Most Vendors Using APIs To Broaden EHR Functionality – ONC


In a recent move, the University of California San Francisco, the California Health Care Foundation, and the Office of the National Coordinator for Health Information Technology, ScaleHealth, have gone on to develop a survey in order to learn about application programming interface integrations, hurdles faced during API integration, as well as API-relevant policy efforts.

ONC indicated on February 15 that the study, which was published in JAMIA in January this year, not only showed high levels when it comes to adoption of the Fast Healthcare Interoperability Resources standard within the healthcare technology companies that were surveyed, but EHR companies executed the standards-based APIs and made the same available to third-party users much before the December 31, 2022, deadline, thereby requiring that they make use of HL7’s FHIR standard for certified APIs.

Wes Barker, Benjamin Rosner, and Catherine Strawley, the study authors of ONC, say in one of the posts that this new data reveals the broad usage of the technology among the intended users – third-party applications as well as software developers. The study also went on to indicate that around 57% of respondents said that they made use of both standards-based along with proprietary APIs so as to integrate with an EHR, with 24% going on to state that they worked around equally with both APIs.

Companies go on to face hurdles when it comes to adopting standards-based APIs, which have high fees, a dearth of realistic clinical testing data, as well as lack of data elements concerning interest or value,” the researchers went on to say in the study report.

Barker, Strawley, as well as Rosner explained further in the blog from ONC that these results go on to validate other challenges raised by health IT community members, specifically app developers and other digital health companies, around the limited scope of the present certified APIs as well as the barriers to entry such as fees, data access, as well as developer support that go on to affect the realization of APIs sans special effort as called for within the 21st Century Cures Act.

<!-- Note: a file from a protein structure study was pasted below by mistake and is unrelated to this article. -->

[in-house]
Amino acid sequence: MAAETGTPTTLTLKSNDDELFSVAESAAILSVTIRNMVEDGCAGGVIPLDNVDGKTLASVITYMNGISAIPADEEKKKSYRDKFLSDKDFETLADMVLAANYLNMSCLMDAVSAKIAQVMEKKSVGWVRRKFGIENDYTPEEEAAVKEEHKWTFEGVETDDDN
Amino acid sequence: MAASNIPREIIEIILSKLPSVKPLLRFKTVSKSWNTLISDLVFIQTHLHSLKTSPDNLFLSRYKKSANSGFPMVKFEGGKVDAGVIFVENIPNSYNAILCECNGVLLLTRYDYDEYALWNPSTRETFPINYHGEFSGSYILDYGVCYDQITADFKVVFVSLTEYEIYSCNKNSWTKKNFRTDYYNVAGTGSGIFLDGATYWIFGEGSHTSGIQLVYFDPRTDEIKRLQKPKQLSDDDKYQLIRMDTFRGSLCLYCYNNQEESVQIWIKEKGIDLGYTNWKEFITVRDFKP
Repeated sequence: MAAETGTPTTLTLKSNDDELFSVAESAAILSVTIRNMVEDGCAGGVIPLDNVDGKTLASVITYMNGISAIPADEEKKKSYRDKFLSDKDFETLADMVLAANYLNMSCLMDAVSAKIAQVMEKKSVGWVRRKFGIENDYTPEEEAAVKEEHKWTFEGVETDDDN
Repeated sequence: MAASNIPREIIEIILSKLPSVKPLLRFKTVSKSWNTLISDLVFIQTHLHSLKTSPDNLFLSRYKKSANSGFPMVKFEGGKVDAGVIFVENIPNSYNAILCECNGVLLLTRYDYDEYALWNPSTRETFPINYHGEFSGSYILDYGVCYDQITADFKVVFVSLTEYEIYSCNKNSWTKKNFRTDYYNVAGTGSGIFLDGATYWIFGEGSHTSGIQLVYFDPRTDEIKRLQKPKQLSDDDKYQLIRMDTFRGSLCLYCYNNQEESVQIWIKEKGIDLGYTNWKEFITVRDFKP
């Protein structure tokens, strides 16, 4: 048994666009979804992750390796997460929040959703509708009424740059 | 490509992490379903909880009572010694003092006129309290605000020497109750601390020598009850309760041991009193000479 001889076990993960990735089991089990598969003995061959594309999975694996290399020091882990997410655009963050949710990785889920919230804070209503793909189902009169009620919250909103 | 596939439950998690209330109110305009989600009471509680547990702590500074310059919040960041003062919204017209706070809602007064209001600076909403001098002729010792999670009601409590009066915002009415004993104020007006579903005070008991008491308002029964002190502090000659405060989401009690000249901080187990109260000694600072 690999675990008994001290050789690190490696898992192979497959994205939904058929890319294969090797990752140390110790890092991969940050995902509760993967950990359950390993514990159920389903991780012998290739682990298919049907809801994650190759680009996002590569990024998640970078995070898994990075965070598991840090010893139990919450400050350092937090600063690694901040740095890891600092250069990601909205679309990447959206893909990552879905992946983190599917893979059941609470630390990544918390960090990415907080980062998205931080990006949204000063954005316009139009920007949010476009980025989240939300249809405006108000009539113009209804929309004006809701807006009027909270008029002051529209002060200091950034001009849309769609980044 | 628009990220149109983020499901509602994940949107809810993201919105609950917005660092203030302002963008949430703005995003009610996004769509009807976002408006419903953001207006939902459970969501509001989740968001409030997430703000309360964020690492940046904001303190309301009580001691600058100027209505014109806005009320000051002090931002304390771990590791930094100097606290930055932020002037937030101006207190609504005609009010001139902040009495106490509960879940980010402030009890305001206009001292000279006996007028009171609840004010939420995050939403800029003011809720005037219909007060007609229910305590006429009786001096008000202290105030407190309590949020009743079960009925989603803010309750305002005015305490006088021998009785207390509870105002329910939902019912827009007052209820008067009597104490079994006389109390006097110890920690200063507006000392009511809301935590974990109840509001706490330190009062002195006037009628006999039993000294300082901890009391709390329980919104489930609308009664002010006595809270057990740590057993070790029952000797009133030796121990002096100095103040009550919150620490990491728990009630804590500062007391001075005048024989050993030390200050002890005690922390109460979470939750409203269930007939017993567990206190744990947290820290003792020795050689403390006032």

There are certain needs in ONC’s recent HTI-1 final rule that also aim to resolve some consistent barriers by decreasing the endeavors to use such APIs, as stated by Barker, Strawley, and Rosner.Especially standardizing requirements so as to publish electronic FHIR endpoints as well as also adopting the United States Core Data for Interoperability version 3.

HTI-1 went on to establish that USCDI v3 will be the only USCDI version that’s needed within the Certification Program as of January 1, 2026. The agency went ahead and published USCDI 4 standards in 2023. At this time, ONC is also wanting to seek comments on Draft USCDI Version 5.

Access, exchange, and use of electronic health information standards happen to be the key resources for interoperability for information blocking compliance across the country.
It is well to be noted that breaches of information blocking rules can go on to cost noncompliant providers thousands.

The Cures ACT, which went on to codify secure, programmatic access to patients’s electronic health information in 2016, goes on to mean that information sharing is expected as per Micky Tripathi, who happens to be the National Coordinator for Health IT, as well as Principal Deputy Administrator of the CMS, Jonathan Blum, within an article on disincentives for healthcare providers as well as consequences.

Barker, Strawley, and Rosner confirm that studies such as this enable ONC, along with its partners, to better gauge the requirements of the community and also evaluate the execution of health IT policies.